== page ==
Could bone plates of the skull be causing my dog’s seizures?

Original Question: Firstly I love your show on 1010. I have a four-year-old Lab/German Shepherd rescue that had his skull broken when he was a pup. The plates have not grown with his age and he suffers from grand mal seizures that are controlled with Phenobarbital. He also struggles with turrets style barking seizures that last about 30 seconds. He can also wake up during the night having them. During the day these are usually triggered by stress or excitement. They have gotten worse and are longer in duration. After he comes in from the dog walker he will have 2 or 3 of these since he is so stimulated. I have spoken to my vet who I love and respect but she says he cannot go on anti-anxiety because of the Pheno. Next month we are doing blood work to see if the Pheno levels are high enough and if not, then adjust them. I would be very interested in your opinion about anti-stress treatments for both natural and synthetic. - Susan

Could bone plates of the skull be causing my dog’s seizures? Mar 5, 2018

Hi Susan,

Thanks for your question and I am sorry that you’re dealing with this.

I’m going to get right to the point here. I always like helping people as much as possible, but there are some cases that I think are best to be referred to a specialist and this would be one of those cases. We have an article about seizures and I recommend you look at it, it is titled “Epilepsy and Seizure In Pets: What You Should Know”. It will give you a good basis of understanding for treating this disease overtime. However, the fact that there are bone plates on the skull leads me to think that there could be a more complicated reason for the seizures. I can’t be certain whether they are playing a role or not, but I really think you should be seeking advice from both a veterinary neurologist and a veterinary surgeon to deal with this problem. A quick search of the literature does not reveal support for the theory that bone plates can cause seizures in dogs. I would recommend that you find a referral center that offers both of those specialties. There are many emergency clinics that run referral services out of them and I’m sure that there would be one not far from you.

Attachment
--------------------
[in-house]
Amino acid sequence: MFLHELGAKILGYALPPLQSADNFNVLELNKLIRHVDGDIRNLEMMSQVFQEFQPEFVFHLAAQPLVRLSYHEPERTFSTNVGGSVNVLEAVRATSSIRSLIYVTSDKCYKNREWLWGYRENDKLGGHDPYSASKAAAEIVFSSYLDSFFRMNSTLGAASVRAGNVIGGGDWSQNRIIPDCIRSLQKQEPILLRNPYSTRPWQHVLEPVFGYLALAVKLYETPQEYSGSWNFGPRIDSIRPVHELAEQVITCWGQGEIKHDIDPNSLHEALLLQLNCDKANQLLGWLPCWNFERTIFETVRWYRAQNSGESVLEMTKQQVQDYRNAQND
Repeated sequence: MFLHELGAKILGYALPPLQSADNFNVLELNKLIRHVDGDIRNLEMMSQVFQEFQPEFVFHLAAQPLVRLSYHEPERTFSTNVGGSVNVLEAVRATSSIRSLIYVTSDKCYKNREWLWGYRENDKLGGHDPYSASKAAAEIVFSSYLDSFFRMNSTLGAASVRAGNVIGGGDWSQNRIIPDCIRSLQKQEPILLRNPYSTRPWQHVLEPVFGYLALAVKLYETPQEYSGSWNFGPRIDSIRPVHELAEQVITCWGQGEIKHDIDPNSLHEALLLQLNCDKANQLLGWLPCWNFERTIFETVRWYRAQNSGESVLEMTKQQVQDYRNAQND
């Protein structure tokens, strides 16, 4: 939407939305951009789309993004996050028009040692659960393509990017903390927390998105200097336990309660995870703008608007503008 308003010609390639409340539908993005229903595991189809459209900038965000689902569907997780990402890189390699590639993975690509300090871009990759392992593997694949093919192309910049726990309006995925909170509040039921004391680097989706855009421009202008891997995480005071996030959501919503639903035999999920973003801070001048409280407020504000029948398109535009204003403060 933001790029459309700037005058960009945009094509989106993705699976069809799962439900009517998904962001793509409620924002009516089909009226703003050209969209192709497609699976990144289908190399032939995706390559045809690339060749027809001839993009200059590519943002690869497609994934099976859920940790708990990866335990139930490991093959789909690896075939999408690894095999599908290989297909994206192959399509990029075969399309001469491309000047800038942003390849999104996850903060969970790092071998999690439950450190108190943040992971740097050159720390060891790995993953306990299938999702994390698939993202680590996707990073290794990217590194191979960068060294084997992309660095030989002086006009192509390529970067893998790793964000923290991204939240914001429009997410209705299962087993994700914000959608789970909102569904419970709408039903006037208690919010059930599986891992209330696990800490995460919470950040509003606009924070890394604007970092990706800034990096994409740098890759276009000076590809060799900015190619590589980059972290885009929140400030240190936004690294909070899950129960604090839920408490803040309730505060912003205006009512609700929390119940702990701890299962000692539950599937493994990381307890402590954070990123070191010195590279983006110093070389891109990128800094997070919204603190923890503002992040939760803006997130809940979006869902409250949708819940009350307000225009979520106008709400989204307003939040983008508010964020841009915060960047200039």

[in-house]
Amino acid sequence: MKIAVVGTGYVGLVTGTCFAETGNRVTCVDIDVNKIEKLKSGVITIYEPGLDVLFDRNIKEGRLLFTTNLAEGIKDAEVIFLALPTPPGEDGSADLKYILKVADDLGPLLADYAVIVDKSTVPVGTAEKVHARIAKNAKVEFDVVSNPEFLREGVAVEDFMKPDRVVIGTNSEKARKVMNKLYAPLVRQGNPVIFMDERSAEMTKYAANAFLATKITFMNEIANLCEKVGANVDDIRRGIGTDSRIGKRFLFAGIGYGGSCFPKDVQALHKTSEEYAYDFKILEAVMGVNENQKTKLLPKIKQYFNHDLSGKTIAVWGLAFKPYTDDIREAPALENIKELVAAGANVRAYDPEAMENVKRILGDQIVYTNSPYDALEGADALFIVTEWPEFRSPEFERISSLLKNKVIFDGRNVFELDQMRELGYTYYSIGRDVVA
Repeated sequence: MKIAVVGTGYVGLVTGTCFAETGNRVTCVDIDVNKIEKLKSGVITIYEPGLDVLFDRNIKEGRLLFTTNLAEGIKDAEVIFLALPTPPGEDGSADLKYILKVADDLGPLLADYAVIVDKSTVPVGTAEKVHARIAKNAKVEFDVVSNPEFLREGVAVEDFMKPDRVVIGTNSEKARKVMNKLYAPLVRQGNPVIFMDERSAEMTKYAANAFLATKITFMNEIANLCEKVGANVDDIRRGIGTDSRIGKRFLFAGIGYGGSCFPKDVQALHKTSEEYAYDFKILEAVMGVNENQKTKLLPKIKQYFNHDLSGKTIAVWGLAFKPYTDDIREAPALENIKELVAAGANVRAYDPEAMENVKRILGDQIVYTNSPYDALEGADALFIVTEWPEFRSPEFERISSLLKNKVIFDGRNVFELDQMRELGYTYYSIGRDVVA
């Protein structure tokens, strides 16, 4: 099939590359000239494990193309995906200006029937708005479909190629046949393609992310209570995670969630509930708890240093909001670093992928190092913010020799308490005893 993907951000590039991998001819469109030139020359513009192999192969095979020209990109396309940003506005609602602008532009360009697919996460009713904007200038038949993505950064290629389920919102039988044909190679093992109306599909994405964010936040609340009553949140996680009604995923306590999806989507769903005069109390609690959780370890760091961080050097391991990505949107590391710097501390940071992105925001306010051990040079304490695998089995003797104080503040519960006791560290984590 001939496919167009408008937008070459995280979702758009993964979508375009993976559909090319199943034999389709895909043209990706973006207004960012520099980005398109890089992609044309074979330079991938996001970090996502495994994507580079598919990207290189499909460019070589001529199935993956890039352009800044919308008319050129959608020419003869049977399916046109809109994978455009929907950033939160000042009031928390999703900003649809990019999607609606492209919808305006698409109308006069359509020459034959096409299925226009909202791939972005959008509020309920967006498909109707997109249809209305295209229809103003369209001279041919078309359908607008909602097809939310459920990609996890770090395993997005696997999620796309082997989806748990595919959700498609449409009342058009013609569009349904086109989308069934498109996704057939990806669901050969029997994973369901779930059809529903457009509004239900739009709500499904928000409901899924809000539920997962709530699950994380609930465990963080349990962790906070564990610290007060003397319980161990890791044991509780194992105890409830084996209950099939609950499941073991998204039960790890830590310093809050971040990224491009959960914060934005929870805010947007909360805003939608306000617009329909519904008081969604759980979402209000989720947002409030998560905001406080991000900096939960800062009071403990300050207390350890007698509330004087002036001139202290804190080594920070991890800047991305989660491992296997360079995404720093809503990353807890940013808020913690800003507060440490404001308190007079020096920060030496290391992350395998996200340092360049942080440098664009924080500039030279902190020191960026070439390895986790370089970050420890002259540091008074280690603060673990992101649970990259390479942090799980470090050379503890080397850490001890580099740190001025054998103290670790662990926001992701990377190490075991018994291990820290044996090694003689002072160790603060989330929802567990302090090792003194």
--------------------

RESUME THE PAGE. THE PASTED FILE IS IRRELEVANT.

As veterinarians, we have to self-regulate ourselves and know when it’s time to seek advice beyond our skill set. I could tell you to just keep using the Phenobarbital to control the seizures, but there are so many different types of anti-epileptic medications on the market, that a neurologist may be able to guide you to one that will work better. A veterinary surgeon would be able to discuss the impact of bone plates on the skull.

Sorry I couldn’t be of more help. I wish you the best.

Dr. Clayton Greenway

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